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"Rich." wrote:

So, you've never seen were some scab used a pair of breakers for a repair to keep up the number of jobs per day, or when 'Mr. Fixit' didn't want to buy a two pole breaker when he already had a spare single pole? Both knew that there would be no inspection of their crappy work, and things would work long enough to get paid, or flip a crappy rehab.
What a sheltered life you must lead. Some of the things I find would cause you to blow out your brains. I was called in to help troubleshoot a home with multiple intermittents a few weeks ago. It had multiple intermittent neutrals, and a piece of 12-2 W/G used to tie the old wiring into the newer part. They ran two 120 V 20A circuits and used the 16 gauge ground wire for neutral, and both supply lines were on the same phase. It was no wonder that 16 gauge wire was burnt. BTW, the two circuits were on separate breakers, and the white wire had no phase tape.
As far as " For the record, 3-wire homeruns to a panel to feed two circuits are very much used still today and are not indicative of 1960s wiring.", I never liked that method and don't remember ever using it. It was considered a cheap trick used by 'fly by night' companies.
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Rich. wrote:

I like them and they certainly have been common in the past. For example I can think of a hospital where substantially all the 120V circuits to patient rooms started as 4-wire 3-phase multiwire branch circuits. Other circuits were also mostly multiwire. But the 2008 NEC requires a "simultaneously disconnect" for multiwire branch circuits. That does not have to be a multipole breaker - it can be single breakers with a (listed) handle tie. It would make multiwires in the hospital impractical.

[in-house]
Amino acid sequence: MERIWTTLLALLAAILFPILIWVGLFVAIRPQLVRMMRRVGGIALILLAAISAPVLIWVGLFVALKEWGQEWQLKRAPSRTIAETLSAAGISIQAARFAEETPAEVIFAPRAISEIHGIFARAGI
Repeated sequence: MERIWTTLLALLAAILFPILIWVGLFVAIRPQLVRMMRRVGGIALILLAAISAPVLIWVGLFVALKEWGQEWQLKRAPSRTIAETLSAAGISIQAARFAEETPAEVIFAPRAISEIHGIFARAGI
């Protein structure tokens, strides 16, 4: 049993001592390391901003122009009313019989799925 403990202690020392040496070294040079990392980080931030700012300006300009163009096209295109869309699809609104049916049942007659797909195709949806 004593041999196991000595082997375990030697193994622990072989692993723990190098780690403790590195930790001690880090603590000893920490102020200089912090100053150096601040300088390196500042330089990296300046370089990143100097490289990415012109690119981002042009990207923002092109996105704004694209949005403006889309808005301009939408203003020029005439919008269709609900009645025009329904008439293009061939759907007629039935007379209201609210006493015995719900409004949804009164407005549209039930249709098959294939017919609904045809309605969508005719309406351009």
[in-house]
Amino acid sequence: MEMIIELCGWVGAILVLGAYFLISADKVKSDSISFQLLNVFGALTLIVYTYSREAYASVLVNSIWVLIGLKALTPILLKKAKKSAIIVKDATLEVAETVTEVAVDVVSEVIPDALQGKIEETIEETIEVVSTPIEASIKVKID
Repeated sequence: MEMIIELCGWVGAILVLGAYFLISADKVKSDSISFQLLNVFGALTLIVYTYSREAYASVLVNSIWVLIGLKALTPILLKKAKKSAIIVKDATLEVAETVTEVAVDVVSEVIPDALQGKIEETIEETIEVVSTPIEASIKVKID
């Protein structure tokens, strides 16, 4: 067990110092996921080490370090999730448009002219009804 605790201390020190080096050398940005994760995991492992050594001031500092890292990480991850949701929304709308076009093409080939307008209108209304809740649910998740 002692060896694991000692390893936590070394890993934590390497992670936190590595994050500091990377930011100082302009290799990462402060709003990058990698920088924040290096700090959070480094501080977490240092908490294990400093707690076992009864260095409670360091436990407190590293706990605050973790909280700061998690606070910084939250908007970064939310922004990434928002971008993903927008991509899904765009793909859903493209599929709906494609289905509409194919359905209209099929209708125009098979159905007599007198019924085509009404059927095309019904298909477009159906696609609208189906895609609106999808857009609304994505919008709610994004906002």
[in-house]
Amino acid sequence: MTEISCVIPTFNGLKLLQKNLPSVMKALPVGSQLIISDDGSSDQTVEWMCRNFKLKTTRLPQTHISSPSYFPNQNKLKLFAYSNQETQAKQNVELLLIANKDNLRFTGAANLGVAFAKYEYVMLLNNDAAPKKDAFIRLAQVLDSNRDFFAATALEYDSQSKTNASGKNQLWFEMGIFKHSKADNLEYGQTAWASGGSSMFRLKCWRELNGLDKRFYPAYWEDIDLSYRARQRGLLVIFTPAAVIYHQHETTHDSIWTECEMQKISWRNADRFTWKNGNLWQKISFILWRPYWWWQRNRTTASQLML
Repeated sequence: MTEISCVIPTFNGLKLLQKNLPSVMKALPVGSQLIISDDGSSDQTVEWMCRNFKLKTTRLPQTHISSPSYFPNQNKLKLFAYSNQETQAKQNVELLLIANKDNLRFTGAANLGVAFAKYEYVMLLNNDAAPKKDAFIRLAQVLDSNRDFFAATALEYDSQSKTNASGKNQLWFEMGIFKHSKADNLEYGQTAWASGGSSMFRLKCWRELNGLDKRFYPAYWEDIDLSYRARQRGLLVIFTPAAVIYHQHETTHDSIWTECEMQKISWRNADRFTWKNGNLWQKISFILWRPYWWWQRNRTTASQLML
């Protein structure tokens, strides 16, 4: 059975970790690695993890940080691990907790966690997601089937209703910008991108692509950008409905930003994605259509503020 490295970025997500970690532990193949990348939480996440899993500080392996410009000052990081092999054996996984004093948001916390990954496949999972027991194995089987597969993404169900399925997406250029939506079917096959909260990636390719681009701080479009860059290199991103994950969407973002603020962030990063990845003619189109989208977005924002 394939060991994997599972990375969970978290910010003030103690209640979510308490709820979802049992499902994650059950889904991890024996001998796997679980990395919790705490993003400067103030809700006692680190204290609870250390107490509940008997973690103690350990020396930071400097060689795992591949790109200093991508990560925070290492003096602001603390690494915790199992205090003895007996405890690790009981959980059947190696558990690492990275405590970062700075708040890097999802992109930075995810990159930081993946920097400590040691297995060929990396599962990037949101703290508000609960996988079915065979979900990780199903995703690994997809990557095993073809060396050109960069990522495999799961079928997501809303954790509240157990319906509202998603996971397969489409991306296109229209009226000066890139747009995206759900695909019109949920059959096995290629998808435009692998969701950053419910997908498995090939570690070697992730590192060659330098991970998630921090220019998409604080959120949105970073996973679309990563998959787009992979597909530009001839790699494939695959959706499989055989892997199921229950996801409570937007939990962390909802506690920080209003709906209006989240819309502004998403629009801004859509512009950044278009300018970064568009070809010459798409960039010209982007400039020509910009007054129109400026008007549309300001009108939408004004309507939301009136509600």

AFCIs have probably eliminated most multiwire branch circuits in houses since you can't have a common neutral unless the AFCI is 2-pole. You may be able to get a 2-pole AFCI, but they probably cost far more.
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wrote:

The X-10 folks sell a bridge you can put across the phases that will pass the high frequency PLC signals across to the other phase. It is basically just a capacitor but it is in a U/L listed package.
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It just occured to me that X-10 and HomePlug frequencies are quite different and I wonder if that X-10 bridge would even work for HomePlug.
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Cameo wrote:

pull a fuse or switch a breaker and test each outlet, you will then know which ones are on the same circuit.
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wrote:

That doesn't tell you which side of the center tap they're on. The two "hots" are interleaved down each side of the panel, so an odd number between will be on the same "side" of the transformer.
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krw wrote:

Does not matter he just wants the adapter on the same bit of wireing.
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I already know they are NOT on the same fused circuit. I just don't know if they are still on the same phase or not.
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Cameo wrote:

Well when you know what fuse/breaker each is on, then you know which phase each is on just by looking at the panel.